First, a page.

NCCOS-supported researchers found that marine organism geographic distributions are best predicted by measuring temperature and dissolved oxygen together. Temperature and oxygen are closely linked in the physiology of marine animals and in the hydrography of the ocean. Using experimental data on temperature tolerance, oxygen levels, and geographic distributions of 72 different marine species, researchers demonstrated that the combination of temperature and oxygen are a good predictor of species habitat limits.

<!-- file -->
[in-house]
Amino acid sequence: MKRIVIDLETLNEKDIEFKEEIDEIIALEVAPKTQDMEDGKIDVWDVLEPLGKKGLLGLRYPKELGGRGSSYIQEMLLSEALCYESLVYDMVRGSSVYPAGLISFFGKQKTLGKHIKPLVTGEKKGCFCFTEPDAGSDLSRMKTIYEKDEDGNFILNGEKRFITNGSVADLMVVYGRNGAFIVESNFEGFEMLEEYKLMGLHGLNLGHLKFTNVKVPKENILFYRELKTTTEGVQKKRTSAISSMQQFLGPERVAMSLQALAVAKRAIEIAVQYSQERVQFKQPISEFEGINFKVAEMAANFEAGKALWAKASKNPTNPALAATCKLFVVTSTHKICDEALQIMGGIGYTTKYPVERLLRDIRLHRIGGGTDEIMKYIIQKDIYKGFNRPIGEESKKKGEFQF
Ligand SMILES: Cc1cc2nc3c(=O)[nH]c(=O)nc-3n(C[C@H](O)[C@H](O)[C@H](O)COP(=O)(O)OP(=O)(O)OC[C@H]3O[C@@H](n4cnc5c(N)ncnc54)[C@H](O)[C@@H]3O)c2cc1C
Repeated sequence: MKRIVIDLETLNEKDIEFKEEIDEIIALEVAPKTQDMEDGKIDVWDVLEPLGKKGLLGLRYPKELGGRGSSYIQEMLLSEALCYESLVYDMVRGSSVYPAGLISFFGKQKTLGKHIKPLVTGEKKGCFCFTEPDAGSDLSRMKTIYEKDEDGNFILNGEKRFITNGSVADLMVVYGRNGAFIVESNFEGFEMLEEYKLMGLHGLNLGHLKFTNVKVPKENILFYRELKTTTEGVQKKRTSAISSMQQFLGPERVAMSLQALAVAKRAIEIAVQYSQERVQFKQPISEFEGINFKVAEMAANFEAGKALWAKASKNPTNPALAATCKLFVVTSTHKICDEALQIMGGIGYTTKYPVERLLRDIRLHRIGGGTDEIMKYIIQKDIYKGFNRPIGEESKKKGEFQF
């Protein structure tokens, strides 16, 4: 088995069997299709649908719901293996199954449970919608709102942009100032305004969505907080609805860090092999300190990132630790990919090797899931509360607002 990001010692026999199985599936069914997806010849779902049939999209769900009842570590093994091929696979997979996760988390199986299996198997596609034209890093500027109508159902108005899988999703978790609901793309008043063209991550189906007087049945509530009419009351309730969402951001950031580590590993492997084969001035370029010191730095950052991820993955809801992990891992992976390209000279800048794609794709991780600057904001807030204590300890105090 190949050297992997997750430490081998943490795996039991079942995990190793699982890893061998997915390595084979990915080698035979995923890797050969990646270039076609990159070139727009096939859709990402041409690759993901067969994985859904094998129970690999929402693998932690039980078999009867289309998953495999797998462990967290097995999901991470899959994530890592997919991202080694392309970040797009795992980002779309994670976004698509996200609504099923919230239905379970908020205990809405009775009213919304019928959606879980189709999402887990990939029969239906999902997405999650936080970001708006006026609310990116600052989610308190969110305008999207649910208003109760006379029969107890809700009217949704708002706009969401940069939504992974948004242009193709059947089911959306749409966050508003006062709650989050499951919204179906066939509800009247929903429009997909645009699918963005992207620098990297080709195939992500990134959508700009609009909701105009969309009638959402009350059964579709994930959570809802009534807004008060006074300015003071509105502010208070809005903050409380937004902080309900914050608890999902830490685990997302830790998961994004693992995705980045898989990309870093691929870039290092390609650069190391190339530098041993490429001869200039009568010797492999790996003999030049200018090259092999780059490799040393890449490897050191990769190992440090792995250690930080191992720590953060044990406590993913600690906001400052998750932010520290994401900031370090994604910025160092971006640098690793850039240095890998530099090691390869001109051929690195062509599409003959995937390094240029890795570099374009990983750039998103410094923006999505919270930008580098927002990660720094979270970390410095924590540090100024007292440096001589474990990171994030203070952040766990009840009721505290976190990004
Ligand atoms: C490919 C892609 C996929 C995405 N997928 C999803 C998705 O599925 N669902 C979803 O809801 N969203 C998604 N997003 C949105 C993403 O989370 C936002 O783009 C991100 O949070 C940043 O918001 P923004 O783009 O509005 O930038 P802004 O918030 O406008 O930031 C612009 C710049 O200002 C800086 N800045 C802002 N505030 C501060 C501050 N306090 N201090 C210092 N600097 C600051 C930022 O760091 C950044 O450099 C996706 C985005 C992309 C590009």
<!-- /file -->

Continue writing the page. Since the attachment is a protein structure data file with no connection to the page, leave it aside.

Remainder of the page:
This information was used to create a physiologically based index of metabolic suitability, the Metabolic Index, which measures the ability of an environment to provide adequate oxygen at a given temperature and oxygen. For all species, their energetic (oxygen) demands for activity limit where they can live (Figure 1, below).
This project, led by the University of Washington, is part of the NCCOS Coastal Hypoxia Research Program (CHRP). It is applying coastal ocean models to determine the vulnerability of important species to changing temperature and oxygen in the California Current.